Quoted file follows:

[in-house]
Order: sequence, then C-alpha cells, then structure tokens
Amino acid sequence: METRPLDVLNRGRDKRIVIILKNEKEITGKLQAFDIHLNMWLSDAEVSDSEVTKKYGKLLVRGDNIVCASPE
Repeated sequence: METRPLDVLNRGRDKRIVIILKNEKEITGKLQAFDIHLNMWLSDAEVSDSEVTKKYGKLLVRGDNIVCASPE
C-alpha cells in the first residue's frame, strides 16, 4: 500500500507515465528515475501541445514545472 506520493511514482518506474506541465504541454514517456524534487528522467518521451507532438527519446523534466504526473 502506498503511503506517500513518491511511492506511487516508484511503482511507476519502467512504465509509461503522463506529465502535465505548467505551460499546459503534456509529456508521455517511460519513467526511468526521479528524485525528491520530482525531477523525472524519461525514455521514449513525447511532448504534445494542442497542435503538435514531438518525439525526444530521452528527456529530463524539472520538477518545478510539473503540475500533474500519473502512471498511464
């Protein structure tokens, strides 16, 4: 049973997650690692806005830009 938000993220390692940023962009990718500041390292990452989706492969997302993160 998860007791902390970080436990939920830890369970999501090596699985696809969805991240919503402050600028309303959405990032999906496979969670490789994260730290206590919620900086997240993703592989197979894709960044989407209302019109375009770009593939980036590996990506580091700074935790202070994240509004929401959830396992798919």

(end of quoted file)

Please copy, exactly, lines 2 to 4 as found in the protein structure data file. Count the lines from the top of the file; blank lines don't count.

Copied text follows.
Order: sequence, then C-alpha cells, then structure tokens
Amino acid sequence: METRPLDVLNRGRDKRIVIILKNEKEITGKLQAFDIHLNMWLSDAEVSDSEVTKKYGKLLVRGDNIVCASPE
Repeated sequence: METRPLDVLNRGRDKRIVIILKNEKEITGKLQAFDIHLNMWLSDAEVSDSEVTKKYGKLLVRGDNIVCASPE